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I need to prove the following equation, and I found a very smart answer, but the only problem is when he changes the variable, the limit changes also. We need to find another suitable contour and invoke the residue theorem to change the limit back to what it should be. Any ideas how to find a suitable contour to achieve this goal? enter image description here

  • $\begingroup$ If $t = \sqrt{a}x + b/2\sqrt{a}$, then as $x \to \infty$, $t \to \infty$. So I'm not sure what your issue is? Your result just says the Fourier transform of $e^{- \pi x^{2}}$ is itself. $\endgroup$ – mattos Sep 30 '16 at 20:41
  • $\begingroup$ You talk about "suitable contour" and stuff, yet the solution you quoted is purely real analysis: no complex integration done here. $\endgroup$ – DonAntonio Sep 30 '16 at 20:41
  • $\begingroup$ @DonAntonio yes that's the issue. Does that mean this method is incorrect for this problem? $\endgroup$ – J.doe Sep 30 '16 at 20:52
  • $\begingroup$ @Mattos My issue is I used real analysis in the method, but this is a complex analysis problem? $\endgroup$ – J.doe Sep 30 '16 at 20:52
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    $\begingroup$ I think maybe it is, @DonAntonio. You have made the transformation $t=\sqrt{\pi} x + i\sqrt{\pi}\eta^2$ to the integral goes from $t= $"$-\infty + i\sqrt{\pi}\eta^2$" to "$+\infty + i\sqrt{\pi}\eta^2$". We have to justify equating that to an intergral along the real axis. That is not hard, because the contributions from the vertical path segments an large $|t|$ are exponentially small. $\endgroup$ – Mark Fischler Sep 30 '16 at 20:57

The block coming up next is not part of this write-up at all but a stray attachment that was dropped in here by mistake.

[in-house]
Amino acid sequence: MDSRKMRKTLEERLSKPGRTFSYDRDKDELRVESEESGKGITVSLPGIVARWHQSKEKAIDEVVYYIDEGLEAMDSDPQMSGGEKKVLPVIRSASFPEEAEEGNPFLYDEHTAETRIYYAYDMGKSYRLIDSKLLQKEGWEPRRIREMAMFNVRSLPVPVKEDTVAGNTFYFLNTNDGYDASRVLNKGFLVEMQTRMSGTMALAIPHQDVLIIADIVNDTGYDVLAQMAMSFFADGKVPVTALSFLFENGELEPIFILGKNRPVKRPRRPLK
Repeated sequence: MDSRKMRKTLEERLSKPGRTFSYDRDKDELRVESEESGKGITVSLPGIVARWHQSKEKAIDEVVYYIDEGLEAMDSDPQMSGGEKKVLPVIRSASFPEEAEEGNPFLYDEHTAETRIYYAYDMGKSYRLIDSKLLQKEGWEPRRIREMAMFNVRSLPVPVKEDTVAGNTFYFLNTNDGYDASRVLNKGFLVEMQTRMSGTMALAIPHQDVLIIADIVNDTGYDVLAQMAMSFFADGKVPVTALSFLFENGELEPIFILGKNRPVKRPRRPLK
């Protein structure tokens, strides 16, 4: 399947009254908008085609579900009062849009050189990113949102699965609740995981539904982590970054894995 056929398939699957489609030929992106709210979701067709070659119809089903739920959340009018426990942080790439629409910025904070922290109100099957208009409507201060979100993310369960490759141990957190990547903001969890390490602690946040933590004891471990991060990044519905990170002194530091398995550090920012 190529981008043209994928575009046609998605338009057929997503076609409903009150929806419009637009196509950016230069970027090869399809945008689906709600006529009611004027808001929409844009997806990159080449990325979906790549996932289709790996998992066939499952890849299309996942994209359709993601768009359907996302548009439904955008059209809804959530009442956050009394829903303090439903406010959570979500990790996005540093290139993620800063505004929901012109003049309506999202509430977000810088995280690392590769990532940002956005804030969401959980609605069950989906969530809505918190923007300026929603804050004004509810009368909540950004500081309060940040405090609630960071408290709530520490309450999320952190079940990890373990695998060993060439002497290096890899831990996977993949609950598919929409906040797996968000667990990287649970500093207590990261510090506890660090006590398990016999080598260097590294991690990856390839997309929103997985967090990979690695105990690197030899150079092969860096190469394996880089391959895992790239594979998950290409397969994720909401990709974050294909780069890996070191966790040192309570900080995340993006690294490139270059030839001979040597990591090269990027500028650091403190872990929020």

Here's a another proof that avoids contour integration all together. Consider \begin{align} F(\xi) := \int^\infty_{-\infty}e^{-\pi x^2}e^{2\pi ix\xi}\ dx, \end{align} then it follows \begin{align} F'(\xi) =&\ \int^\infty_{-\infty} e^{-\pi x^2} \frac{d}{d\xi}e^{2\pi i x\xi}\ dx = 2\pi i\int^\infty_{-\infty} xe^{-\pi x^2} e^{2\pi ix\xi}=\ -i\int^\infty_{-\infty} \frac{d}{dx} e^{-\pi x^2} e^{2\pi ix\xi}\ dx. \end{align} Using integration by parts, we have that \begin{align} F'(\xi) = i\int^\infty_{-\infty} e^{-\pi x^2} \frac{d}{dx} e^{2\pi i x\xi}\ dx = -2\pi \xi \int^\infty_{-\infty}e^{-\pi x^2}e^{2\pi ix\xi}\ dx = -2\pi \xi F(\xi). \end{align} Solving the ode \begin{align} F'(\xi)= -2\pi \xi F(\xi) \end{align} yields the solution \begin{align} F(\xi) = F(0)e^{-\pi \xi^2}. \end{align} But \begin{align} F(0) = \int^\infty_{-\infty} e^{-\pi x^2}\ dx = 1 \end{align} which means \begin{align} F(\xi) = e^{-\pi \xi^2}. \end{align}


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